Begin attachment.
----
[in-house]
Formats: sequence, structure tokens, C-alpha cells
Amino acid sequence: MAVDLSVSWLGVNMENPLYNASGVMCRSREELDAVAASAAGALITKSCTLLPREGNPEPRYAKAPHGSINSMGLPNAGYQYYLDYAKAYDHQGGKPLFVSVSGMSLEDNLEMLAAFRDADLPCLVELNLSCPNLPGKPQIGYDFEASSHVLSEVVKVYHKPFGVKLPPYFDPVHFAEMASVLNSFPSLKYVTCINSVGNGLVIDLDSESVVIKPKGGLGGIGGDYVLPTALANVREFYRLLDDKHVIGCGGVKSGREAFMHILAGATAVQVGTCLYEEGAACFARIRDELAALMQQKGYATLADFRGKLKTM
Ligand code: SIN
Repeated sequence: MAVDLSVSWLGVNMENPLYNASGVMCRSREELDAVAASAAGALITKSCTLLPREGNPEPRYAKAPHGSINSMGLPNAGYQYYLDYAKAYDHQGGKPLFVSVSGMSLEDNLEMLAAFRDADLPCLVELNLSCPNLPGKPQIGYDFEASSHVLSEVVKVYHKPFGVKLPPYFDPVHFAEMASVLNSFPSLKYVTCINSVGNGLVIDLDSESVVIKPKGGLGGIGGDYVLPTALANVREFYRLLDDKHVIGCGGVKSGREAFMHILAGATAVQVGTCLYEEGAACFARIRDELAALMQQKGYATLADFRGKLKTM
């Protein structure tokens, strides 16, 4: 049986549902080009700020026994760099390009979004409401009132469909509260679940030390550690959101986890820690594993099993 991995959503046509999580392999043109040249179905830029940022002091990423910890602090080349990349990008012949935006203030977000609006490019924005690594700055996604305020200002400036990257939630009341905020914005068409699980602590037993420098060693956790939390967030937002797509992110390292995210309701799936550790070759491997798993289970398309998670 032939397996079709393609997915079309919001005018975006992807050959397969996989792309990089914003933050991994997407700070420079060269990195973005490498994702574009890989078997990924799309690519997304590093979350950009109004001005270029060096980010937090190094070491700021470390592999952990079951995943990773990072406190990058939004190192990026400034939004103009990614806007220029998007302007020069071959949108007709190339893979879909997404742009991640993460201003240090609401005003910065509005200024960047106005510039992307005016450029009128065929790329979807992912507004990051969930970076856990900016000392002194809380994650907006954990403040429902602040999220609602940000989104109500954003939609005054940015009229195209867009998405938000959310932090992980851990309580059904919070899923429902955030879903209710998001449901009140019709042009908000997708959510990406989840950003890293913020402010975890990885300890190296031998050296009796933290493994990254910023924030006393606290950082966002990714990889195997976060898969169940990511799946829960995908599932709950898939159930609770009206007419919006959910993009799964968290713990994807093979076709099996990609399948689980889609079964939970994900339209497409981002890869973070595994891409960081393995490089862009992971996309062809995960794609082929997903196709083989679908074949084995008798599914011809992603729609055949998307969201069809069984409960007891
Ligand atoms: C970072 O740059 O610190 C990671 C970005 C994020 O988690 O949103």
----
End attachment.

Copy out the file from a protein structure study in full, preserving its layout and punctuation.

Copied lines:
[in-house]
Formats: sequence, structure tokens, C-alpha cells
Amino acid sequence: MAVDLSVSWLGVNMENPLYNASGVMCRSREELDAVAASAAGALITKSCTLLPREGNPEPRYAKAPHGSINSMGLPNAGYQYYLDYAKAYDHQGGKPLFVSVSGMSLEDNLEMLAAFRDADLPCLVELNLSCPNLPGKPQIGYDFEASSHVLSEVVKVYHKPFGVKLPPYFDPVHFAEMASVLNSFPSLKYVTCINSVGNGLVIDLDSESVVIKPKGGLGGIGGDYVLPTALANVREFYRLLDDKHVIGCGGVKSGREAFMHILAGATAVQVGTCLYEEGAACFARIRDELAALMQQKGYATLADFRGKLKTM
Ligand code: SIN
Repeated sequence: MAVDLSVSWLGVNMENPLYNASGVMCRSREELDAVAASAAGALITKSCTLLPREGNPEPRYAKAPHGSINSMGLPNAGYQYYLDYAKAYDHQGGKPLFVSVSGMSLEDNLEMLAAFRDADLPCLVELNLSCPNLPGKPQIGYDFEASSHVLSEVVKVYHKPFGVKLPPYFDPVHFAEMASVLNSFPSLKYVTCINSVGNGLVIDLDSESVVIKPKGGLGGIGGDYVLPTALANVREFYRLLDDKHVIGCGGVKSGREAFMHILAGATAVQVGTCLYEEGAACFARIRDELAALMQQKGYATLADFRGKLKTM
């Protein structure tokens, strides 16, 4: 049986549902080009700020026994760099390009979004409401009132469909509260679940030390550690959101986890820690594993099993 991995959503046509999580392999043109040249179905830029940022002091990423910890602090080349990349990008012949935006203030977000609006490019924005690594700055996604305020200002400036990257939630009341905020914005068409699980602590037993420098060693956790939390967030937002797509992110390292995210309701799936550790070759491997798993289970398309998670 032939397996079709393609997915079309919001005018975006992807050959397969996989792309990089914003933050991994997407700070420079060269990195973005490498994702574009890989078997990924799309690519997304590093979350950009109004001005270029060096980010937090190094070491700021470390592999952990079951995943990773990072406190990058939004190192990026400034939004103009990614806007220029998007302007020069071959949108007709190339893979879909997404742009991640993460201003240090609401005003910065509005200024960047106005510039992307005016450029009128065929790329979807992912507004990051969930970076856990900016000392002194809380994650907006954990403040429902602040999220609602940000989104109500954003939609005054940015009229195209867009998405938000959310932090992980851990309580059904919070899923429902955030879903209710998001449901009140019709042009908000997708959510990406989840950003890293913020402010975890990885300890190296031998050296009796933290493994990254910023924030006393606290950082966002990714990889195997976060898969169940990511799946829960995908599932709950898939159930609770009206007419919006959910993009799964968290713990994807093979076709099996990609399948689980889609079964939970994900339209497409981002890869973070595994891409960081393995490089862009992971996309062809995960794609082929997903196709083989679908074949084995008798599914011809992603729609055949998307969201069809069984409960007891
Ligand atoms: C970072 O740059 O610190 C990671 C970005 C994020 O988690 O949103």